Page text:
We Need to Change the Mentality of how we Produce Content
Product placement is an effective way of funding the production of content in the region, so why isn’t it being made the most of?
“Everything is about the integrity of the product and the integrity of the drama or movie,” says Khulud Abu Homos, managing director of Arab Format Lab. “When you start disturbing this integrity it’s harmful for both the content itself and the product.”
We are at the inaugural three-day edition of Discop Dubai – a television and film market designed to bring producers and broadcasters together – discussing product placement in the Middle East and North Africa. Judging by the panel, all is not well.
Product placement (the insertion of a brand into a TV show, drama or film) is one of those tricky marketing moves that is hard to get right, despite being a potentially valuable source of revenue for producers in the region.
Get it wrong and your brand could face a critical backlash. Get it right and a brand could find fame almost overnight.
Everyone knows the success stories – Aston Martin in the James Bond movies, the Ford Mustang in Bullitt – but for every smooth and effective placement of a brand there are 100 clumsy and illinformed appearances.
“We are far away from the proper integration of the product [into a show] and we are not exploiting various opportunities for product placement,” continues Abu Homos. “There are two things we need to work on if we want to develop local productions in a premium way and attract enough funding. We need to think of product placement as a proper funding mechanism for production, not as an afterthought. It should start from the initial planning of a show or film and not be slapped on at the end.
“The second is to think of creative ways to integrate product placement. It’s not only visual, it is audio and it could also be messaging. The best product placement is when there is synergy between the brand positioning of a product and the messaging of the story.”
There are numerous problems relating to the effective use of product placement in the region, not least the lack of regulation pertaining to its use, the haphazard working practices of regional broadcasters, and the belief that slapping a can of soda on the set of a reality TV show is in some way creative.
“Engagement with an audience is not just throwing a bottle or a can of Pepsi on a jury table,” says Marwan Helayel, managing director of Trivium Media. “It’s about the storyline of a show
We need to think of product placement as a proper funding mechanism for production, not as an afterthought." -Khulud Abu Homos, managing director of Arab Format Lab "It’s about the storyline of a show incorporating the usage of a brand in an engaging way, which doesn’t happen very often in the region." -Marwan Helayel, managing director of Trivium Media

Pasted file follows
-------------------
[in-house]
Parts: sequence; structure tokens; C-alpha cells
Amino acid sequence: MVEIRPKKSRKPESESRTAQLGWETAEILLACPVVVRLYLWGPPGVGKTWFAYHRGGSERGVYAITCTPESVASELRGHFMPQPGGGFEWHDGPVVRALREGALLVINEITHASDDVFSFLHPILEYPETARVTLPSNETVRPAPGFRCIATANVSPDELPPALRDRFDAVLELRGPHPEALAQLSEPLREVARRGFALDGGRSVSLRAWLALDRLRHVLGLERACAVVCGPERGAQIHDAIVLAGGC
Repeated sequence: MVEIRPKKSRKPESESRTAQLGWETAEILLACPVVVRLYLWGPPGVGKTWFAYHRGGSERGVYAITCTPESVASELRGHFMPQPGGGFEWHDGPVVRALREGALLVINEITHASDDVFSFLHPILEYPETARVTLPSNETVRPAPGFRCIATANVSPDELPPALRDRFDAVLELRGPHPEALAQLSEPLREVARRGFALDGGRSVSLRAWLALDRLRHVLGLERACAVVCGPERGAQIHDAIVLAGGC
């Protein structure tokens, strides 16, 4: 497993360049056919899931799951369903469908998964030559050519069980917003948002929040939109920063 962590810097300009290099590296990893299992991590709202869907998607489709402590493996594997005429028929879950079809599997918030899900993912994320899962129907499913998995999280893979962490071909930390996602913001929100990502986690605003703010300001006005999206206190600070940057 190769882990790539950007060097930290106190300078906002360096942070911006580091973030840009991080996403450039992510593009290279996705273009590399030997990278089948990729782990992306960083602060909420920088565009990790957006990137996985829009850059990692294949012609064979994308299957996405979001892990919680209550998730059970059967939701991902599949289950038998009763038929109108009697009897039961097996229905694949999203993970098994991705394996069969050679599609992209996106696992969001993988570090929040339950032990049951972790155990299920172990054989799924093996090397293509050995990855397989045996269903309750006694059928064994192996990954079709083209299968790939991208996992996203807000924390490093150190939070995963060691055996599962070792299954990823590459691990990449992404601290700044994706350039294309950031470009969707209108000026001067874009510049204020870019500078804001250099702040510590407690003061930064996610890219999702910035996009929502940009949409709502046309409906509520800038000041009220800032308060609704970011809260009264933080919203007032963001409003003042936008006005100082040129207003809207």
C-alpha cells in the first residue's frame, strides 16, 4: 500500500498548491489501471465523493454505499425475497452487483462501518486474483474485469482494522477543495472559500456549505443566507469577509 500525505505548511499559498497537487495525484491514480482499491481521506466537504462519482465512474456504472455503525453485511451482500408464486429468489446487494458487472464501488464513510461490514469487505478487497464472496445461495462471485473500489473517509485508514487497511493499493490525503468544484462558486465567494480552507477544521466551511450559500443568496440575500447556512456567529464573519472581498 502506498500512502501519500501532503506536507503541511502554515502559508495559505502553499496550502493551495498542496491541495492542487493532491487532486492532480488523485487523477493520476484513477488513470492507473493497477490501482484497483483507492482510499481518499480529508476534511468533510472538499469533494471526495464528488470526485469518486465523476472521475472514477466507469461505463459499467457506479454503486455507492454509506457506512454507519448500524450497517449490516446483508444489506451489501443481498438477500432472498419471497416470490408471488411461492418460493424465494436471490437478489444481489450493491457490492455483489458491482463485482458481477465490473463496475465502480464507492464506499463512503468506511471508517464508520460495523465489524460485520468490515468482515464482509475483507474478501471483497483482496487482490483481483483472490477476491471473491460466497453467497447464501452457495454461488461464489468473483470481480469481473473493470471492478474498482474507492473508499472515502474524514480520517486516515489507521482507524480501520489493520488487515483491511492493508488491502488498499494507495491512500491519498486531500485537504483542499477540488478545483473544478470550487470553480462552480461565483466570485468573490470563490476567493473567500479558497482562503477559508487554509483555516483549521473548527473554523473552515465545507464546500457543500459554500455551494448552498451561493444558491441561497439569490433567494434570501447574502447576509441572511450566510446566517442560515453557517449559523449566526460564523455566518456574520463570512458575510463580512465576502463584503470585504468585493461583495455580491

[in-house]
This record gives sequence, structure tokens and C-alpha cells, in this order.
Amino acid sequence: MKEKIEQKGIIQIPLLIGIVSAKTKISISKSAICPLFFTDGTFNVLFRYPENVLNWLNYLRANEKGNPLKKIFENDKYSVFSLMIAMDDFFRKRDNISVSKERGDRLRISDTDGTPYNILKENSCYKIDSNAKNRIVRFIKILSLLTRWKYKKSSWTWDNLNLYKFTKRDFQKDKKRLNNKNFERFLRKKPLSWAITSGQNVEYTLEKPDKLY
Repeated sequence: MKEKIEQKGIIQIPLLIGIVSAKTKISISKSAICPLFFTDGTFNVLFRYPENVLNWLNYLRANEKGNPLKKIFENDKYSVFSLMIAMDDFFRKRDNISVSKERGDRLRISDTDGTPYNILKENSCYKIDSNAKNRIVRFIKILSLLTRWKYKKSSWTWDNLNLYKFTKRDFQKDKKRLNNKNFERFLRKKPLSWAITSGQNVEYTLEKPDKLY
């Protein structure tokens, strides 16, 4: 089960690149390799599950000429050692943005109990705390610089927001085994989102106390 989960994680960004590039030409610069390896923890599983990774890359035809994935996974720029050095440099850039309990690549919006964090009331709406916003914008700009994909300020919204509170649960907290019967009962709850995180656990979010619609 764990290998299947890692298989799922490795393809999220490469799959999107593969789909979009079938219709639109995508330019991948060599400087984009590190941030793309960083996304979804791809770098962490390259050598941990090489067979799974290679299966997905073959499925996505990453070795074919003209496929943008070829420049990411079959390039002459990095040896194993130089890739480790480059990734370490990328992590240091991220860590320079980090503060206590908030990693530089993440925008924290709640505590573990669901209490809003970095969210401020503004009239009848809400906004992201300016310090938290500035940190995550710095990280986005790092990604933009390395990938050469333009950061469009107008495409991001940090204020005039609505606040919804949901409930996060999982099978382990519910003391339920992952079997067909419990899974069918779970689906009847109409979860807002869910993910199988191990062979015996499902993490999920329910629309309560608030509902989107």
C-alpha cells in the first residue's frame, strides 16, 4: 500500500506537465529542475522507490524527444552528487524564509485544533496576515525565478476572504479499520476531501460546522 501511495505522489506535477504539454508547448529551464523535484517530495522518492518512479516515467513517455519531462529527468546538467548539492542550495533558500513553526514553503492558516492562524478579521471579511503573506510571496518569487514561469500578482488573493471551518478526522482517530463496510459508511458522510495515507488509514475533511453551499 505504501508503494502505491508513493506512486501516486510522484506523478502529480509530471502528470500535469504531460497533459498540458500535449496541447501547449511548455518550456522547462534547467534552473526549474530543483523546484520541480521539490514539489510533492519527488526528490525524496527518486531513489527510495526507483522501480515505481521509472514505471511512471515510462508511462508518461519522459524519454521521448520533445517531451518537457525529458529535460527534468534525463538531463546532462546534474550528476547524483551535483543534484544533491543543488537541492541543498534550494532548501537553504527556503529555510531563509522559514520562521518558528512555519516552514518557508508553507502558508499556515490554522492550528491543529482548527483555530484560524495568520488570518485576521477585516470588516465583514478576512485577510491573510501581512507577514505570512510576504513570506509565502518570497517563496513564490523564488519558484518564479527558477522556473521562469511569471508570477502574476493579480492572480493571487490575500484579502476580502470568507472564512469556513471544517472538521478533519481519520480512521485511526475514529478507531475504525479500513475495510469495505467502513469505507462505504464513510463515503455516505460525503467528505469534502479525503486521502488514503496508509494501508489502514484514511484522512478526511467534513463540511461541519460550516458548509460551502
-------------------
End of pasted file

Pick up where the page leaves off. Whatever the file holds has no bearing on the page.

incorporating the usage of a brand in an engaging way, which doesn’t happen very often in the region.
“It’s a matter of integrating the product into the script. If I’m writing a script for a drama series and there’s a lot of scenes in a car, that’s when I approach a car firm and say ‘listen, we can integrate your product into our script’. It’s already written, it’s organic, it’s natural, and it’s not in-your-face product placement.”
Such an example can be found in Emirati director Ali Mostafa’s road movie From A to B, which was partfinanced by Land Rover.
Perhaps the biggest problem, however, is media owners’ obsession with Ramadan. The vast majority of programming is commissioned for that month alone, leaving the rest of the year a barren field of mediocrity.
“Ninety per cent of what we produce per year is for one month,” says Abu Homos. “$500 million was spent last year in the Middle East and North Africa on drama. The planning? There is no planning. How can you do any planning for product placement if everything is done at the eleventh hour? There needs to be a change in the exposure of drama throughout the year and how we write dramas.
“The problem today is that, say, 50 dramas are now being produced for Ramadan. I can bet you that none of them can give you a storyline – a plot – from beginning to end. There is a big issue in the way we are producing. How can you talk about product placement if you don’t have a programme to work with? The scripts are not written.”
“I’ll give you an example,” adds Helayel. “Two years ago we were six weeks away from Ramadan and [the writers of a particular show] had only written seven episodes. That’s it. And those seven episodes were extended to 20. So you watch 20 episodes and nothing happens, because it’s a sevenepisode script. Imagine me as a brand or a media agency that wanted to involve my brand in that series. It would be killed if my brand was part of a script that was seven episodes stretched into 20.”
Khulud concludes: “We need to change the mentality of how we produce content. Let’s plan, let’s write. Once we’ve written, let’s pitch it. Our problem is that we don’t have these very logical steps that exist in other markets.”
Screenshots of Ali Mostafa’s 'From A to B', which featured the Range Rover Evoque.
The Aston Martin in James Bond’s movies